Is Trumponomics having a second honeymoon? The IBD/TIPP Economic Optimism Index surged to the 2nd-highest level since 2004 as the jobless rate matched a nearly 50-year low, the Nasdaq briefly scaled new heights and President Donald Trump pushed contentious immigration and trade policies.
The IBD/TIPP Economic Optimism Index rose 2.5 points to 56.4 in July, just off February's 13-year high of 56.7. Readings above the neutral 50 level reflect optimism.
It's hard to ignore the role of Trumponomics. In fact, Americans' view of federal government economic policies, almost always negative since the financial crisis, vaulted into solidly optimistic territory for the first time since late 2006. Midwesterners haven't felt so good about federal policies since early 2002, and rural voters even longer than that.
Economic Optimism Index Components
The Economic Optimism Index is a composite of three major subindexes. They track views of near-term economic prospects, the outlook for personal finances, and views of how well government economic policies are working. All three rose in July, but the federal policies index led the surge.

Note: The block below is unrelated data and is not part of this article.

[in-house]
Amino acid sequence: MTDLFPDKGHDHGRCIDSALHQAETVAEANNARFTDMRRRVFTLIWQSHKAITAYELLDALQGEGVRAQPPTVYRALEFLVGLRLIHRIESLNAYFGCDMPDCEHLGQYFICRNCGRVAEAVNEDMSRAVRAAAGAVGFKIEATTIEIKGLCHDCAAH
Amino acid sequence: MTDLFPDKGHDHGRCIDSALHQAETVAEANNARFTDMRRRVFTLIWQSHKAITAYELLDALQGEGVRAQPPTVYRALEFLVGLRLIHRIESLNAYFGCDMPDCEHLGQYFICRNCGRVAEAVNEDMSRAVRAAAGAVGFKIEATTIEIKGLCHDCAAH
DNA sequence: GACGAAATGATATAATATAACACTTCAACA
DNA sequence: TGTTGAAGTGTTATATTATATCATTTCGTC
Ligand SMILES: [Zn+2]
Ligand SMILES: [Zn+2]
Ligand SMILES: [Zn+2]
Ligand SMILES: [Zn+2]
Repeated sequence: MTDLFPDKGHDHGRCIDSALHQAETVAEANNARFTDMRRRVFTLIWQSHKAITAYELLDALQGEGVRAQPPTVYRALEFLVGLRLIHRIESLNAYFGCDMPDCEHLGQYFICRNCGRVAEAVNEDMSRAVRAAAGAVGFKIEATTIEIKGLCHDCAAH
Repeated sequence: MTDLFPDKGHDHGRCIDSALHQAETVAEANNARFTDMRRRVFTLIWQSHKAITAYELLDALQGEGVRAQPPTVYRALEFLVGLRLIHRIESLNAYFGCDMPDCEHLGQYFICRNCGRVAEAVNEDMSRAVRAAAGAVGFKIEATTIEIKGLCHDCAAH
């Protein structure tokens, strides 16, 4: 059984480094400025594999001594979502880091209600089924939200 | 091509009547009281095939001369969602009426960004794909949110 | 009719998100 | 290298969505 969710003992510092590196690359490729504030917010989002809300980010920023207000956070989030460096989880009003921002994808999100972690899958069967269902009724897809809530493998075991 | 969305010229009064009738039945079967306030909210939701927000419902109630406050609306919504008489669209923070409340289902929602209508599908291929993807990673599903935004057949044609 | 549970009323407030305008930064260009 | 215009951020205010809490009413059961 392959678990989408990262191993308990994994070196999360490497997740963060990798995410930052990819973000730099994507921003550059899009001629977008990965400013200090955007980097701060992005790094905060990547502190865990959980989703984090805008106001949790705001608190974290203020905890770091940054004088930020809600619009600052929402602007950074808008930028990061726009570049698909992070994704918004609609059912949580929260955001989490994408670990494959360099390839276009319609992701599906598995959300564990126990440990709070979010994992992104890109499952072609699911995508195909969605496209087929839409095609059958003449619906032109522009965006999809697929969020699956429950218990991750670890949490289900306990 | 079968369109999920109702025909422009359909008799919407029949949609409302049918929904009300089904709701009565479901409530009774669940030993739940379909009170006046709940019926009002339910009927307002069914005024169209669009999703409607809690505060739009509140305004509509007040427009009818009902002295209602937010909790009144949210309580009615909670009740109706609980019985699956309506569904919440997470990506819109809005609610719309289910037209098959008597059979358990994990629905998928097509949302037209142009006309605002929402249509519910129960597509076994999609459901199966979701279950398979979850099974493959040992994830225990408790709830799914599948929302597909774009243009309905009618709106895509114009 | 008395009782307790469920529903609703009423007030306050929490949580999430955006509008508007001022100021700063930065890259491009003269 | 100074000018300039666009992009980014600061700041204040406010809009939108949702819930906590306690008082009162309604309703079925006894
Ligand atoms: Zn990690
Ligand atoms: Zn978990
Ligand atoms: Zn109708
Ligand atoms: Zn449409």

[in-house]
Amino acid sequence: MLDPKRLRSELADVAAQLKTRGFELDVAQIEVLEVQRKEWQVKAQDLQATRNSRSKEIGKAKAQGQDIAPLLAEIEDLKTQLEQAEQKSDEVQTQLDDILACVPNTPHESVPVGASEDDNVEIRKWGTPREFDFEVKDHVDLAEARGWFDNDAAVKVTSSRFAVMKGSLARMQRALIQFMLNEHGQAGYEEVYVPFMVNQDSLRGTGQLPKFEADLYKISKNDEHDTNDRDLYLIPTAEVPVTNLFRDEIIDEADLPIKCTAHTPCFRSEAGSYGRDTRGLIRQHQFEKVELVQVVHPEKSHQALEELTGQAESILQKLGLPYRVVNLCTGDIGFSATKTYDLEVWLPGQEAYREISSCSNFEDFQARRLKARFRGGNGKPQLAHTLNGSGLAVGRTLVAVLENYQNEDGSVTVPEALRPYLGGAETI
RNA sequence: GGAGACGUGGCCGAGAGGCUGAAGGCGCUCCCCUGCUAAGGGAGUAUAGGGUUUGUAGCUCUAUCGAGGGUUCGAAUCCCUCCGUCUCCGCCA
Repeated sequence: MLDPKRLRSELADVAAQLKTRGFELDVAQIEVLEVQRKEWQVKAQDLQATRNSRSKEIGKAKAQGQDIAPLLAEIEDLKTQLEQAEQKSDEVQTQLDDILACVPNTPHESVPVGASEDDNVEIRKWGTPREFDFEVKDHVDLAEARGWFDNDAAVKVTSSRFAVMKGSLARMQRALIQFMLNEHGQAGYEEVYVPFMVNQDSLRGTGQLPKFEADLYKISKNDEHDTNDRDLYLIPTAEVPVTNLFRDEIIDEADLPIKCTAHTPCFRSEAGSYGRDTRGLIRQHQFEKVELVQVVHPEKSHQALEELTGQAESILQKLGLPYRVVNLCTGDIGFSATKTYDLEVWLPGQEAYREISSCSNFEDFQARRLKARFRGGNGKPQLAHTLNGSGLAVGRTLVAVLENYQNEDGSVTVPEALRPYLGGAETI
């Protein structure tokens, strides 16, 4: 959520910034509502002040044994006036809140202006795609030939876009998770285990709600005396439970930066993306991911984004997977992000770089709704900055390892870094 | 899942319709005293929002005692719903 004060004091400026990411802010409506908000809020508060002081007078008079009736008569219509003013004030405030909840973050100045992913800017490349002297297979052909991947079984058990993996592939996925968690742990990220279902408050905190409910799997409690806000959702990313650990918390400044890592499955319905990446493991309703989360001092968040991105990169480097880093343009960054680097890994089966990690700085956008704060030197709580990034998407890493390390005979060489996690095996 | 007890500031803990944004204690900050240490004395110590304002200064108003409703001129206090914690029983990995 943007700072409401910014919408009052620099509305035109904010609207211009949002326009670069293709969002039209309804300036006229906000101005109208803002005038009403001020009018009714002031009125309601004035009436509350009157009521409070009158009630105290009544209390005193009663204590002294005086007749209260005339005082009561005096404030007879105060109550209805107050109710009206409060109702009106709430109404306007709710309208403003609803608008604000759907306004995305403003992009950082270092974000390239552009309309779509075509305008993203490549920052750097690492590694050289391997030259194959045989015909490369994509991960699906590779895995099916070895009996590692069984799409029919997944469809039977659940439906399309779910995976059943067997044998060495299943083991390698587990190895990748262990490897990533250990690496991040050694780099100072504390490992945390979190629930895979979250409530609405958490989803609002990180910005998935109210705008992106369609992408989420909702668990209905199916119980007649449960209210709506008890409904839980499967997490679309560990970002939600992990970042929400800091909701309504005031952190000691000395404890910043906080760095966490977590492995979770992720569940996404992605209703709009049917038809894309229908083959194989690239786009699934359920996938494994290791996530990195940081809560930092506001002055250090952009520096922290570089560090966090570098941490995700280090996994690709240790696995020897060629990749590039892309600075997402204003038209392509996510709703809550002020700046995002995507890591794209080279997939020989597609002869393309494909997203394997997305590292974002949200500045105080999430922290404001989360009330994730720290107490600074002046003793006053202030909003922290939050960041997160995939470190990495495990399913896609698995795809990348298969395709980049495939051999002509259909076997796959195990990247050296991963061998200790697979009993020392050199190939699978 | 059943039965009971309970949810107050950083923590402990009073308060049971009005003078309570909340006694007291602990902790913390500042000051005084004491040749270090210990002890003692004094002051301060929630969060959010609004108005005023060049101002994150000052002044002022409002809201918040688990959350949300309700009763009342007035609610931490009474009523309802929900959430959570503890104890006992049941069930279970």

The six-month economic outlook gauge climbed 2.2 points to 53.4. That's a solid reading but still well below February's 57.5, two months after President Trump signed the tax cuts into law.
The six-month personal financial outlook index gained seven-tenths of a point to 62.8, still below January's 14-year high of 64.
Meanwhile, the measure of confidence in federal economic policies jumped 4.6 points to 52.9. The gauge hit 58.9 in the Midwest and 54.1 in the South. It remained in slightly pessimistic territory in the more-liberal West and Northeast. In rural areas, the federal policy gauge soared to 63.5 vs. 53.0 in suburban areas and 41.6 in urban areas.
Despite a volatile stock market, the S&P 500 index rose in June, its fourth straight monthly gain. The S&P 500 index reversed lower on Tuesday.
The IBD/TIPP Poll reflects 900 responses collected from June 21-29.
The period included the news from Harley-Davidson (HOG) on June 25 that the motorcycle maker would move some production offshore to dodge the European Union's 25% tariff in retaliation for Trump tariffs on steel and aluminum. Trump accused the company of waving the "white flag" in surrender and on being too focused on its bottom line.
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